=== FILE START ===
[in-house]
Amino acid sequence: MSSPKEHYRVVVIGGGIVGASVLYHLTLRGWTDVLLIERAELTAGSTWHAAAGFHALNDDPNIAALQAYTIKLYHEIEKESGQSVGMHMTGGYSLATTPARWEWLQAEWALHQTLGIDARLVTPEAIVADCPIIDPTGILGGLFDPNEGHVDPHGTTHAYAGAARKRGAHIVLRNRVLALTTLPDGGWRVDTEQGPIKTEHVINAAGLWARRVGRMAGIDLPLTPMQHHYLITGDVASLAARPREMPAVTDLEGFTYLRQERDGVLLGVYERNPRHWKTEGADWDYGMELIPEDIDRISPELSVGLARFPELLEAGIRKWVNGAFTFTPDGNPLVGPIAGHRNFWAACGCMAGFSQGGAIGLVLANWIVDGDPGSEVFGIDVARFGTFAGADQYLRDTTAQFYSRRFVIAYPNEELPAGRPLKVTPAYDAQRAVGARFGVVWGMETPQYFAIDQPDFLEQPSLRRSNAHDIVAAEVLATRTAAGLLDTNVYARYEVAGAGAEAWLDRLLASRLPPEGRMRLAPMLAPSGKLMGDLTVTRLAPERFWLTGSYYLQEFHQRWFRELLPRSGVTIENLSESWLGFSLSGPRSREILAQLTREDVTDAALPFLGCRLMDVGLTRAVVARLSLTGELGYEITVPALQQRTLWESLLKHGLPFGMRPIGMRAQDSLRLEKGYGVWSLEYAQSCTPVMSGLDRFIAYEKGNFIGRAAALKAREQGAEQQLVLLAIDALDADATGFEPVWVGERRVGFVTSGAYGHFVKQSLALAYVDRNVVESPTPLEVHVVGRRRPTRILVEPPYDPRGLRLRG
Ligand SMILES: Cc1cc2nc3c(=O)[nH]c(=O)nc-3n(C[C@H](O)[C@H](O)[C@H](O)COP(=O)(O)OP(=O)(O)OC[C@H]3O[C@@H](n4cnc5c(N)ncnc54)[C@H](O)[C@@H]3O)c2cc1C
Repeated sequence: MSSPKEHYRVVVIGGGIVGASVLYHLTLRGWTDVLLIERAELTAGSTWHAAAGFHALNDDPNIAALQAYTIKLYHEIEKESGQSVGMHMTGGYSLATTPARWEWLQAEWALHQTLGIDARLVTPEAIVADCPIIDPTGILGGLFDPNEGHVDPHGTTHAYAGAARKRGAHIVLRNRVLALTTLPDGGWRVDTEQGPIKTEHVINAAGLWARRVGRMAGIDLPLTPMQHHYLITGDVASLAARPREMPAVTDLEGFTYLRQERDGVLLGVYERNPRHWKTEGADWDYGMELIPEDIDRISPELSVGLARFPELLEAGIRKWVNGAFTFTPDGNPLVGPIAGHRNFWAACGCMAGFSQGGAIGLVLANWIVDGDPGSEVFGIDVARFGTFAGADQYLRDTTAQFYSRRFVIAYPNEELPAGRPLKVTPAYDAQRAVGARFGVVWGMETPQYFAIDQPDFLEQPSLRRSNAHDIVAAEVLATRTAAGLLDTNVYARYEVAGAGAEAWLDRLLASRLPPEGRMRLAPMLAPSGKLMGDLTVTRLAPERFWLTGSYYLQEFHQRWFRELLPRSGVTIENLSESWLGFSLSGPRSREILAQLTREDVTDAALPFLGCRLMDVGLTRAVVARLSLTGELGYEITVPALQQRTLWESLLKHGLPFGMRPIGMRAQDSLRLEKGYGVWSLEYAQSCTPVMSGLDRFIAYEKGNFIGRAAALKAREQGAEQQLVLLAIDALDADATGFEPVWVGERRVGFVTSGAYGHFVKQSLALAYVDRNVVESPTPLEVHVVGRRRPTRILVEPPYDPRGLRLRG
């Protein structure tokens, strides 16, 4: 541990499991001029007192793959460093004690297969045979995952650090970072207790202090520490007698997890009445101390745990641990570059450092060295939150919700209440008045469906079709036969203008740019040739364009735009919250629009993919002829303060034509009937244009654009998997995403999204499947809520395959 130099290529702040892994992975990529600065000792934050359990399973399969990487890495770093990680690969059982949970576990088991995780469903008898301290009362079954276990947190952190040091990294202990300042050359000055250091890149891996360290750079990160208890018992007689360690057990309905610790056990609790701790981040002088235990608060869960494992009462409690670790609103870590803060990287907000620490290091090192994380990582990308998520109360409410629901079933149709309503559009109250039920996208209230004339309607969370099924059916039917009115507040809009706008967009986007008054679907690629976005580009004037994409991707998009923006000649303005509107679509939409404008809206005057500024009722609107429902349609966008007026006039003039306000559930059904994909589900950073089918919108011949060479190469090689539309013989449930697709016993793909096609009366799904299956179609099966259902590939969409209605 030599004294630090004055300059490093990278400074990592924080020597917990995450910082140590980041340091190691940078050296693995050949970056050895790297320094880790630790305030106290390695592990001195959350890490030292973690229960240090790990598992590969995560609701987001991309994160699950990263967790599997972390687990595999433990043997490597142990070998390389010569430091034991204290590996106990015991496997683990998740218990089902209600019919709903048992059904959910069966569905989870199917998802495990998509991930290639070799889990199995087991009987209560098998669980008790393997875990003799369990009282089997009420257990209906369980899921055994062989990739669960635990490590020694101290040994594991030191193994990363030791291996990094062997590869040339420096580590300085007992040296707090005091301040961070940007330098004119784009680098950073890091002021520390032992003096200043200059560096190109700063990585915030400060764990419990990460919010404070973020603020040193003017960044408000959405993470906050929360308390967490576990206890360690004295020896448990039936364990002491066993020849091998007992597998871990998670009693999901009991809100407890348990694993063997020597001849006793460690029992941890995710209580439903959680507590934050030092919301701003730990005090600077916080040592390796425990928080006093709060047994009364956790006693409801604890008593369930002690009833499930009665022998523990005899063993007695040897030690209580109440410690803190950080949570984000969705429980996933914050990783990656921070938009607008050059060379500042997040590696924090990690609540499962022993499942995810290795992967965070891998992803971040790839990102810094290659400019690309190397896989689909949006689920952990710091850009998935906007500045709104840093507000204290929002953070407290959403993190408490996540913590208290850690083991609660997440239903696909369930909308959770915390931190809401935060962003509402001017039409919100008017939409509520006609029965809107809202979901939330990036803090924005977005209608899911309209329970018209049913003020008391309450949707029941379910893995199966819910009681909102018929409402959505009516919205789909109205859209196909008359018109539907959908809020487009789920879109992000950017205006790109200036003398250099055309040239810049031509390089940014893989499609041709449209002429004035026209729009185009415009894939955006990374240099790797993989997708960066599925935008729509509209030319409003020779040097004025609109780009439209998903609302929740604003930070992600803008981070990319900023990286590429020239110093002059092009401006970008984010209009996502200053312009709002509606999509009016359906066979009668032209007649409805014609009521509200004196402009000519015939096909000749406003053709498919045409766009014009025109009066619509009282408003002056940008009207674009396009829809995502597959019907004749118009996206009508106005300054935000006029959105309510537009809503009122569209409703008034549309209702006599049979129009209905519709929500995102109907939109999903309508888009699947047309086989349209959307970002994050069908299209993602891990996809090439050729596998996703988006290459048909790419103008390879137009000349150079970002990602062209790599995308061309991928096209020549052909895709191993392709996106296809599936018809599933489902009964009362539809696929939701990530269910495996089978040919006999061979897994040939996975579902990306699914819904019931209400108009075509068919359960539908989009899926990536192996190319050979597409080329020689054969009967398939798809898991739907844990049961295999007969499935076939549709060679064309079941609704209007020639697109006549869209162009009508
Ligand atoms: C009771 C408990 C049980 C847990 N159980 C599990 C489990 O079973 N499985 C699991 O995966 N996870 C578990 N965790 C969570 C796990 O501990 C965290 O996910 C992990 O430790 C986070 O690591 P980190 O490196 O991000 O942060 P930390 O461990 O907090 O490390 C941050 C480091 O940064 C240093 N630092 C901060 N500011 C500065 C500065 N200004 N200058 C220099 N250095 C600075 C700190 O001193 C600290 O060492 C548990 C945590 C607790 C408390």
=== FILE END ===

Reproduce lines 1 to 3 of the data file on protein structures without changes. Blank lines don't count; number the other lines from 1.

[in-house]
Amino acid sequence: MSSPKEHYRVVVIGGGIVGASVLYHLTLRGWTDVLLIERAELTAGSTWHAAAGFHALNDDPNIAALQAYTIKLYHEIEKESGQSVGMHMTGGYSLATTPARWEWLQAEWALHQTLGIDARLVTPEAIVADCPIIDPTGILGGLFDPNEGHVDPHGTTHAYAGAARKRGAHIVLRNRVLALTTLPDGGWRVDTEQGPIKTEHVINAAGLWARRVGRMAGIDLPLTPMQHHYLITGDVASLAARPREMPAVTDLEGFTYLRQERDGVLLGVYERNPRHWKTEGADWDYGMELIPEDIDRISPELSVGLARFPELLEAGIRKWVNGAFTFTPDGNPLVGPIAGHRNFWAACGCMAGFSQGGAIGLVLANWIVDGDPGSEVFGIDVARFGTFAGADQYLRDTTAQFYSRRFVIAYPNEELPAGRPLKVTPAYDAQRAVGARFGVVWGMETPQYFAIDQPDFLEQPSLRRSNAHDIVAAEVLATRTAAGLLDTNVYARYEVAGAGAEAWLDRLLASRLPPEGRMRLAPMLAPSGKLMGDLTVTRLAPERFWLTGSYYLQEFHQRWFRELLPRSGVTIENLSESWLGFSLSGPRSREILAQLTREDVTDAALPFLGCRLMDVGLTRAVVARLSLTGELGYEITVPALQQRTLWESLLKHGLPFGMRPIGMRAQDSLRLEKGYGVWSLEYAQSCTPVMSGLDRFIAYEKGNFIGRAAALKAREQGAEQQLVLLAIDALDADATGFEPVWVGERRVGFVTSGAYGHFVKQSLALAYVDRNVVESPTPLEVHVVGRRRPTRILVEPPYDPRGLRLRG
Ligand SMILES: Cc1cc2nc3c(=O)[nH]c(=O)nc-3n(C[C@H](O)[C@H](O)[C@H](O)COP(=O)(O)OP(=O)(O)OC[C@H]3O[C@@H](n4cnc5c(N)ncnc54)[C@H](O)[C@@H]3O)c2cc1C